Upcoming: The Nouse Music Summer Gig Guide

Festival phobic? Adam ychawski offers up some more local gig alternatives

By this time of year, you’ve probably forgone a hefty wodge of dollar to one, or more, festivals to satisfy your forthcoming live music whims. But why idle amongst your assorted inflatable crap, value tent and stacks of multipack cider, when there are still plenty of opportunities for a few pre-festival gigs. Or perhaps you have festival phobia and detest mingling with unruly mobs, camping in damp plastic dwellings and have unyielding high hygiene standards – shit son you got some issues. Well in any case, this is your chance to avoid the perils of too brief festival performances, shoddy view angles and inebriated misreading of timetables.

Cockpit, Leeds, 6th June
If you don’t mind stepping a bit further afield, then Battles are well worth venturing out of York’s stony edges for. With the departure of Tyondai Braxton, who provided the band’s distinctive gibberish vocals, before the recording of second album Gloss Drop, there has been much second-guessing over why and more to the point how to fill his place. Well so far the trio haven’t had much trouble recruiting esteemed guest vocalists such as Gary Numan, Blonde Redhead’s Kazu Makino and Boredom’s Yamantaka Eye to contribute on Gloss Drop. It’s probably unlikely that those three will be making small talk back stage in the Cockpit before a surprise appearance, but it should be interesting to see how the band perform with their new line-up regardless.

Barbican, York, 25th June
It took several hits of the refresh button, on the Barbican webpage, to double-check that Morrissey performing in York was not an odd dream. Somehow the million-odd pounds renovation of the York Barbican has managed to snag the grouchy indie legend, amongst Paulo Nutini and Snooker Legend tours. Morrissey has fared rather well in his solo career, spanning nine solo albums with almost every one finding acclaim. Despite his ever-hilarious trolling of the Royal family, bemusing cover (and promo) art, and occasional on-stage hissy fits, Morrissey remains an unmissable act. As you might expect tickets are sadly sold out, so you might have to sell your soul to touts, or grapple your way to the top of the Barbican to get in.

Brudenell Social Club, Leeds, June 19th
Don’t judge a band by its quirky lettering, tUnE-yArDs is the one-woman project of experimental songwriter and multi-instrumentalist of New-Englander Merrill Garbus. tUnE-yArDs sounds a bit like an unfeasible coincidental meeting of Karin Dreijer Andersson of The Knife, Gang Gang Dance and Konono No. 1. After recording debut album, BiRd-BrAiNs on a handheld voice recorder to old cassettes, it wasn’t long before 4AD jumped at the chance to sign her. Follow-up, W h o K i l l is an ambitious move to kerning, even more chaotic instrumentals and experimentation with vocal loops. tUnE-yArDs live show is surely fantastic given the promise of a saxophone section and a band to add the many layers of electric bass, ukulele and Maori drums. If there is one thing you see before the end of term, see this.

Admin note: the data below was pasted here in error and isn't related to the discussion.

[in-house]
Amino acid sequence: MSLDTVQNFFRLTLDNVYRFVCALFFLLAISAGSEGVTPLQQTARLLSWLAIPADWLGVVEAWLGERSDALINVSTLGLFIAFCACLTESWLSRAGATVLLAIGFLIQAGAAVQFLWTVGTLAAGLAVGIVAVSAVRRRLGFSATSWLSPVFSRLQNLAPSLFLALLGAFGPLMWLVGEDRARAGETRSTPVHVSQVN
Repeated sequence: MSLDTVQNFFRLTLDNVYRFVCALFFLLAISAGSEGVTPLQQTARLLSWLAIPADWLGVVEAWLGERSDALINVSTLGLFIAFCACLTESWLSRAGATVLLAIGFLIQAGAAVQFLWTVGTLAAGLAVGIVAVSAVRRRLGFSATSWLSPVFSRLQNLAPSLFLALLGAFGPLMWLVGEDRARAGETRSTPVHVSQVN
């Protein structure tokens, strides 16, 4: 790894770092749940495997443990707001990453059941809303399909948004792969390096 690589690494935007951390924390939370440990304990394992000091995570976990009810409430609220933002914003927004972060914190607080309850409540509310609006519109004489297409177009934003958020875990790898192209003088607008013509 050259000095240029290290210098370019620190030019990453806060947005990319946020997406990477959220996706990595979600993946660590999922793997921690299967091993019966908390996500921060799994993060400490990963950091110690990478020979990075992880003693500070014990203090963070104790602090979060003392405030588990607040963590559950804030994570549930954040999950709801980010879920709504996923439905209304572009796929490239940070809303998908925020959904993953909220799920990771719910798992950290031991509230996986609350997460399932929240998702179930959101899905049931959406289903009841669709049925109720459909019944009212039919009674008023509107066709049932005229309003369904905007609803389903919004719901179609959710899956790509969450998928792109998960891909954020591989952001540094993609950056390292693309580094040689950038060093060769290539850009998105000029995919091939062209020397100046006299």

Stereo, York, June 6th
Don’t fancy that straying out into the big city, or perhaps like your alternative rock with fist pumping riffs instead of experimental faffing? Then there is a local alternative in Tribes, who are performing at Stereo. It’s fair to say that 90s American rock has permanently lodged its guitar neck in our current music scene, with alt rock revivalists Yuck also recently performing in Stereo. But if Yuck at least diluted their sound with the narcotic fuzz of My Bloody Valentine, Tribes must be the straight-edge equivalent. Recently released EP, We Were Children, already has the hallmarks of a loser anthem in “Girlfriend” featuring the universal teenage dilemma of “my girlfriend doesn’t love me/my haircut doesn’t suit me”. For those who can’t let the heyday of alt rock go, and aren’t too fussed about authenticity.

Duchess, York, July 4th
If York is slightly jinx or cursed city for musical appearances, it only seems to affect the student population, who have suffered through a number of Summer Ball no-shows and worst yet tantalising tour dates in the middle of vacations. Perhaps the bad luck of a tour date a couple days after term ends is down to FOE, ex-witch child and singer songwriter, Hannah Louise Clark who channels the spirits of PJ Harvey and Peaches. Recently released EP Hot New Trash features a backing of twisted carnival fairground harmonium, Sleigh Bells scuzzy guitars and plenty of grrrl attitude.

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